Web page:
I went back through my archives, and it seems somehow I have neglected to share with you all one of my absolute most favorite songs OF ALL TIME. Bob Segar’s “Night Moves” holds a very special place in my heart. I don’t even know if I could really explain my obsession with this one, but it’s ever present, never fading, and if you’re in a room/car/bar with me when it comes on you better believe we’re going to turn it up and sing along. So, it might be a little bit provocative but who cares? That didn’t stop Julie Cooper from a little calm down sing-a-long post earthquake on The O.C. This song just never gets old to me. It calls out to that reckless youthful side, and it reminds me of the hazy dreamy summer gallivanting and rendezvous we can all get wrapped up in. Or it can make a slow, cold, January winter day feel like the rush of summer. I might just…okay fine, I most definitely own this on vinyl so I can jam out on my record player. It’s Thursday, make it a happy one, and give yourself a little pick-me-up by tuning into this fantastic classic throwback.

Right around 3:08…oh, man.

Turn It Up Tuesday, Listen to This: “Sweater Weather”

The Neighbourhood’s catchy little song “Sweater Weather” isn’t a very obscure one as the radio tends to play it quite frequently here, but in case this lovely tune hasn’t made its way to your ears yet I wanted to share! I know it’s a little bit…”intense” might be the word for it? But there’s is just something completely alluring about this song to me. I can’t seem to get enough, and I’ve yet to find it possible to be over-played.  The song is featured on their album “I Love You” which I also highly recommend checking out.

Maybe it’s because it’s winter, maybe it’s because the chorus is endearing and makes me think of youthfulness, but this is a great song.

‘Cause it’s too cold
For you here and now
So let me hold
Both your hands in the holes of my sweater

Read This: The Book Thief

I’m big on reading books before seeing a film version, (if I plan on seeing the movie.) When I found The Book Thief by Markus Zusak was being made into a film, I knew it was time to give it another try. You see, I’ve had a paperback copy of the book on my shelves for years. Senior year of college, I tried to read and I was so confused by the narration in the beginning (I couldn’t figure out who was narrating, and I was fifty pages in and I just felt like the story was being lost on me.) So instead, when my housemates asked me for book suggestions and they’d borrowed a few others, eventually I passed on The Book Thief. I didn’t preface it with my difficulty (pretty sure this was/is a “me” thing.) I’d read so many great reviews online that I figured they’d probably love it, and what do you know? Of course, they did. This was 2010, and now here we are a few years later and stills from the movie pop up on Tumblr, and then came the trailer (which I tried to avoid as not to give away crucial plot points,) and I knew it was time.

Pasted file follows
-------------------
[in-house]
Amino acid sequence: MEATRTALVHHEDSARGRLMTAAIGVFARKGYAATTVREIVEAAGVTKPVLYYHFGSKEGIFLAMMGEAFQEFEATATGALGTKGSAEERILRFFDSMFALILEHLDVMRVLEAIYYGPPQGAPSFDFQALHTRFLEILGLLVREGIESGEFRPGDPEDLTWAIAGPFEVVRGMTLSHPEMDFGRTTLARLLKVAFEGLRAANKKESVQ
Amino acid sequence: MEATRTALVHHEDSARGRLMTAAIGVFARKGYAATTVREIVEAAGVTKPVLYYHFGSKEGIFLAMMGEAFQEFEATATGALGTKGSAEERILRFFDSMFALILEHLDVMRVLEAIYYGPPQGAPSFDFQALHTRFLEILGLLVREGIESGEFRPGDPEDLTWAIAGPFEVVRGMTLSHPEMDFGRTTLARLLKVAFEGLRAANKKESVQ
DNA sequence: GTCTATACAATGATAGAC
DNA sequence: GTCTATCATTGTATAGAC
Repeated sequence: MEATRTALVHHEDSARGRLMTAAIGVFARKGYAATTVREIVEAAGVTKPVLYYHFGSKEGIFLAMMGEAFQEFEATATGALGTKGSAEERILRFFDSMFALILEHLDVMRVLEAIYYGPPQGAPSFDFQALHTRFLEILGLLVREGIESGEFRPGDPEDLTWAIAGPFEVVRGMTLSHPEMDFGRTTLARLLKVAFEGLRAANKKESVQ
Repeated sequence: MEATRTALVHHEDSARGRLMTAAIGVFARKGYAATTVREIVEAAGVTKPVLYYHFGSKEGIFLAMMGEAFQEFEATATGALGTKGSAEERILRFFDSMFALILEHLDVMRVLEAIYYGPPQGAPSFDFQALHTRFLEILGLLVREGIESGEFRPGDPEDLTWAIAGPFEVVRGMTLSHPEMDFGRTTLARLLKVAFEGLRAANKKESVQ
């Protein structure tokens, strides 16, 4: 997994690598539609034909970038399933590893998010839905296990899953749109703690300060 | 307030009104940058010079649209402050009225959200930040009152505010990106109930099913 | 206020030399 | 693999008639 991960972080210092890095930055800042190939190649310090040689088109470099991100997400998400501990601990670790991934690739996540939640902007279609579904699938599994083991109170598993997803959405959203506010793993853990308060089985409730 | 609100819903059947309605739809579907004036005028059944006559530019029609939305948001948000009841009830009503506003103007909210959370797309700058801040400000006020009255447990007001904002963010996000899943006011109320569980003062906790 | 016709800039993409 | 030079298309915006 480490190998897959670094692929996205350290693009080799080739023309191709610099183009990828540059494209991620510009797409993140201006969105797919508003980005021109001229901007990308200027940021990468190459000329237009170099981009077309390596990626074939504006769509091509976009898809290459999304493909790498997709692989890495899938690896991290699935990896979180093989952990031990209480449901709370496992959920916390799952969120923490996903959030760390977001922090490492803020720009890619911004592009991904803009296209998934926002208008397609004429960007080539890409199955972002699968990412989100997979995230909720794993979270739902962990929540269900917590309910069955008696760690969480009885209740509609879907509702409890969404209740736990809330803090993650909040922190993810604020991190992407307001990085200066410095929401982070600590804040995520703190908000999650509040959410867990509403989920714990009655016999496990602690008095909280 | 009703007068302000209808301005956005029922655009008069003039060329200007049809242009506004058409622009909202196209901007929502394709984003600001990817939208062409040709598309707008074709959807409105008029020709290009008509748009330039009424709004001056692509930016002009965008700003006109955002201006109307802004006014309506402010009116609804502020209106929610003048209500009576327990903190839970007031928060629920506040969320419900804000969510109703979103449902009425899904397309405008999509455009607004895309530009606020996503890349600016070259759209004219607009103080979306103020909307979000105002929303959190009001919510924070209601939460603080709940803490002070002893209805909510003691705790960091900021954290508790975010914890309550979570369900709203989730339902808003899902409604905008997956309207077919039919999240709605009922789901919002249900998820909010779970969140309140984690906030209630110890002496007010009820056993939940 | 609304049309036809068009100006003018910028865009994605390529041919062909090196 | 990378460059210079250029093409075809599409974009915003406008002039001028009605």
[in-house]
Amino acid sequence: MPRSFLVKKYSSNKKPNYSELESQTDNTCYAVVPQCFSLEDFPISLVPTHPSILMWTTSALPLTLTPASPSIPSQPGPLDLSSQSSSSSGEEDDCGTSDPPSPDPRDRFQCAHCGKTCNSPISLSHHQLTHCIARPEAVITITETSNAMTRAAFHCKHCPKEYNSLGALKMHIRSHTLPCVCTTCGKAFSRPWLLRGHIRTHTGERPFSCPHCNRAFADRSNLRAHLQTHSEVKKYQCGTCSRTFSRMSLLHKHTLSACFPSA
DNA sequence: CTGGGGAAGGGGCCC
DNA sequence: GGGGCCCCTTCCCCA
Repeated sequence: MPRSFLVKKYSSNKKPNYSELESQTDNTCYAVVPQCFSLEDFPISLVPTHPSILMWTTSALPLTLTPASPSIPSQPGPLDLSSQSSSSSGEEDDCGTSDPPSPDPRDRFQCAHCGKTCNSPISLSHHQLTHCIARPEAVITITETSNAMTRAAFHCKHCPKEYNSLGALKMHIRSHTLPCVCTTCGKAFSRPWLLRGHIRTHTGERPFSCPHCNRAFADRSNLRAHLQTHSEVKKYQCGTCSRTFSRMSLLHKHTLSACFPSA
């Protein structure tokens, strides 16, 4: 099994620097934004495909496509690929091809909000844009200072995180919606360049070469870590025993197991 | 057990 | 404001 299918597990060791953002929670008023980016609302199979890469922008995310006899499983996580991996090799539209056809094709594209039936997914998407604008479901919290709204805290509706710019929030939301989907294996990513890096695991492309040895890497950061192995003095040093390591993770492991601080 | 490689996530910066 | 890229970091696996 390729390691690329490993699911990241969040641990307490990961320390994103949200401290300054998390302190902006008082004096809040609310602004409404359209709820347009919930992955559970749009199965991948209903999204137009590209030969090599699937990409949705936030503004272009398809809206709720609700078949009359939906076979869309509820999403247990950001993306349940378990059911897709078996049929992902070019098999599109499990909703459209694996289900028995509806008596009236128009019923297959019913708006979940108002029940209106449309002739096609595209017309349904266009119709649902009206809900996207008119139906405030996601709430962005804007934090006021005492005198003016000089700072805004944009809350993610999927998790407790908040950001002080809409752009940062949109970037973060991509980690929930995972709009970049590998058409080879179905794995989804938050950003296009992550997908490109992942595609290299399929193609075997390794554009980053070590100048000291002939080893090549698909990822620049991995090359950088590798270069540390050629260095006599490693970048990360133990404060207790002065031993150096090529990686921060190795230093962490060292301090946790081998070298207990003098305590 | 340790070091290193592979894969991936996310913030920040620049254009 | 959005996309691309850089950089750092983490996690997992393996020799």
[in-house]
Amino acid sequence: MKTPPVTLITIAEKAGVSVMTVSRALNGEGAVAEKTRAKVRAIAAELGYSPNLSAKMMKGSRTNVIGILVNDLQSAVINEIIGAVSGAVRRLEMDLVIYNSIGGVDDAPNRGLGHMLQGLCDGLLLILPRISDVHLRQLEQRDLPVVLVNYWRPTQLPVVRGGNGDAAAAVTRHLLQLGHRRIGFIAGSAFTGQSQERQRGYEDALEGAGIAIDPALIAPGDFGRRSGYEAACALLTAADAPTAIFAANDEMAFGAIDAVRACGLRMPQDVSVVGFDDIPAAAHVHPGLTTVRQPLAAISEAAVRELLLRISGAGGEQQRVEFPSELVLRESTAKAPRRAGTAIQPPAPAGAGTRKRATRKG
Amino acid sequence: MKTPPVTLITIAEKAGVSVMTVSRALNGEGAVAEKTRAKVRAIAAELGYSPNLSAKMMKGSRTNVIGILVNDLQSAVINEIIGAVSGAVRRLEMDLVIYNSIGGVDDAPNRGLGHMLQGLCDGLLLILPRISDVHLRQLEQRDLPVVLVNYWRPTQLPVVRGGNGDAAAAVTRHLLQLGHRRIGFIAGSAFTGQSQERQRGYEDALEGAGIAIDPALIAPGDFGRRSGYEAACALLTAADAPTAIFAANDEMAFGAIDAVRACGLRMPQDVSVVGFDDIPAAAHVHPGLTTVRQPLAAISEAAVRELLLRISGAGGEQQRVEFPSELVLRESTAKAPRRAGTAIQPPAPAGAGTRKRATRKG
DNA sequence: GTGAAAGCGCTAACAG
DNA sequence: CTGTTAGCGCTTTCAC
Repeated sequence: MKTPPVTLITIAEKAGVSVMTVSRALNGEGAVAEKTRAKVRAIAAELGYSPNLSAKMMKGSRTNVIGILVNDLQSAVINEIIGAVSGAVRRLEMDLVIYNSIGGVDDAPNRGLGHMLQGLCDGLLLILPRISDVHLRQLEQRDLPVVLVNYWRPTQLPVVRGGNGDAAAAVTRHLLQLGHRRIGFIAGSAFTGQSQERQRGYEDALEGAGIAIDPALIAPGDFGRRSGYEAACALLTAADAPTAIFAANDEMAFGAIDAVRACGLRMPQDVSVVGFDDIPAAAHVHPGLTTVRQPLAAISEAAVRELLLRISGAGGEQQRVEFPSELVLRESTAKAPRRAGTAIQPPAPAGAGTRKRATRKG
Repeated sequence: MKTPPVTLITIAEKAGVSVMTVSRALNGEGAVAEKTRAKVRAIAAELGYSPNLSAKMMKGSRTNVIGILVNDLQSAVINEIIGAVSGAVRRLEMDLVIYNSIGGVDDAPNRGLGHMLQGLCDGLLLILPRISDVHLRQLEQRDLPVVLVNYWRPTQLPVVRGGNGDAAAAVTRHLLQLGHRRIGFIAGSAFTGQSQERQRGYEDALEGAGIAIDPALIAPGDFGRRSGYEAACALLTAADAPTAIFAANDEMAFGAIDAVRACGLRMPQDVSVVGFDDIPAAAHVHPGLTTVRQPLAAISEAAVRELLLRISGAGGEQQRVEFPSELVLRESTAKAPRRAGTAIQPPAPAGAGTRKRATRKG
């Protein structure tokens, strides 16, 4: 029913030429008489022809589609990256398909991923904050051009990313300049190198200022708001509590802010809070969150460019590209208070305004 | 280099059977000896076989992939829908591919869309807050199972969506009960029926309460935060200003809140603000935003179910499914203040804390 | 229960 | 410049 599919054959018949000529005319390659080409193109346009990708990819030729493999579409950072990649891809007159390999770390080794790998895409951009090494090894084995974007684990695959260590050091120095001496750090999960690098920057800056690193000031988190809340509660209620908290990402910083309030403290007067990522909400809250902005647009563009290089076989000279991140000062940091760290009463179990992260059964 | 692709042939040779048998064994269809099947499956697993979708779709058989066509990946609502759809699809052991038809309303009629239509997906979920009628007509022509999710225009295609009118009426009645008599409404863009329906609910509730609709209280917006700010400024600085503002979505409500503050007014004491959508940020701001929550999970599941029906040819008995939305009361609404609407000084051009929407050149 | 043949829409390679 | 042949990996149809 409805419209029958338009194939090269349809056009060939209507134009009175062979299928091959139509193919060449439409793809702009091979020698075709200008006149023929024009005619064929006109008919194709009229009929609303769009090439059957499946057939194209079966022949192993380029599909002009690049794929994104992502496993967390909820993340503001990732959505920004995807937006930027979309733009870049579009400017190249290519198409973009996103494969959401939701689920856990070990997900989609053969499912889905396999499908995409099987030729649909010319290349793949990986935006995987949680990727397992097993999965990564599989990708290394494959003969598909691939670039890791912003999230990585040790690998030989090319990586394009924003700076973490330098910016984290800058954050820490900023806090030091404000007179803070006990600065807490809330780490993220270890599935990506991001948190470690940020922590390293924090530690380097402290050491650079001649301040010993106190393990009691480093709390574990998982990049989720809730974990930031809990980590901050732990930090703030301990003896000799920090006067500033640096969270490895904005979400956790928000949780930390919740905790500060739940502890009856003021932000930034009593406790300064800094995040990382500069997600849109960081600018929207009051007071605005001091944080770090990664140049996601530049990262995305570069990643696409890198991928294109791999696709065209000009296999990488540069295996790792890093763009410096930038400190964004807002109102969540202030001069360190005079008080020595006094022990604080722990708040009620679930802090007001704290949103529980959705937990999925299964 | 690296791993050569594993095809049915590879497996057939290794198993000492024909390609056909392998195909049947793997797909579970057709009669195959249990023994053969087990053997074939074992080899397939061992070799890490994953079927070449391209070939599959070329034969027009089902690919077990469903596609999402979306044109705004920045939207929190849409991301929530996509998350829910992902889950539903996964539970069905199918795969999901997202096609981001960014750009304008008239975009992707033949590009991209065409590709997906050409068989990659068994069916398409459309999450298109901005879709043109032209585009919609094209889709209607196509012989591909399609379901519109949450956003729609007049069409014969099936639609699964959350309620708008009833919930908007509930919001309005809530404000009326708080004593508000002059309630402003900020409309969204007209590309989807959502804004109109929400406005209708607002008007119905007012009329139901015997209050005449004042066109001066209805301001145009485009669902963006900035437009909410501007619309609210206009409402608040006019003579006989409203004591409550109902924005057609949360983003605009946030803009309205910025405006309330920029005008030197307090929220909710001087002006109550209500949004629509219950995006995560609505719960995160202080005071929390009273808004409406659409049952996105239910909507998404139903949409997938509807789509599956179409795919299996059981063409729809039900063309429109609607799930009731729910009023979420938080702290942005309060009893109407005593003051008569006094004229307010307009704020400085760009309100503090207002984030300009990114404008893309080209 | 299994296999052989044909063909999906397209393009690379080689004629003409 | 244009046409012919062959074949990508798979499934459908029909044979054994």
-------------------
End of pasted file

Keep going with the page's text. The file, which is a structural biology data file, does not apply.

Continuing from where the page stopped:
A few weeks ago, I had my first consecutive days off that weren’t part of a busy schedule in quite awhile (it was Thanksgiving, my parents live at the beach and it’s pretty low key and chill – we ate, drank, watched football, and I read.) So it opened the perfect amount of time to finally return to The Book Thief. Even though I slightly recalled where I’d left off because my brain is weird like that I, started from the beginning. I hadn’t remembered it being 550 pages, though- I had my work cut out for me!

This is one of those beautiful, heart-wrenching stories, that just digs out a spot in your soul and then settles down to stay with you long after you’ve finished reading. The characters feel like a part of you. At least for me. It’s one of those stories that I’d hate to let my rambling self go into detail and ruin any small piece of it because it’s…such a delicate story. It deserves for the pages to surprise you. But I’ll tell you this – I was all “oh! I haven’t cried yet” telling my friend about it last Sunday afternoon in a relay of text messages, but then about twenty minutes later I found myself sobbing silently. Kind of like the time I read Jo Knowles See You at Harry’s but kind of worse. I had to lay in my bed and wait for the haze to clear from my eyes so I could keep reading.

So, there’s that -at least you’re warned of the possibility it might shatter your heart a bit.

This story is more than a German girl, Liesel, learning to read during World War II. It’s more than what the crimes of hate that were committed looked like through a child’s eyes. It’s more than childhood crushes. The Book Thief is a story that so preciously intertwines love and loss, friendship, death, life and and all of the things that make it magical and painful. The many, many facets that make up a personality, and each person’s unique story. The way we can form bonds with people that we never see coming. The power of language and words, and how we can build people up and make things better, or we can just as easily violently destroy.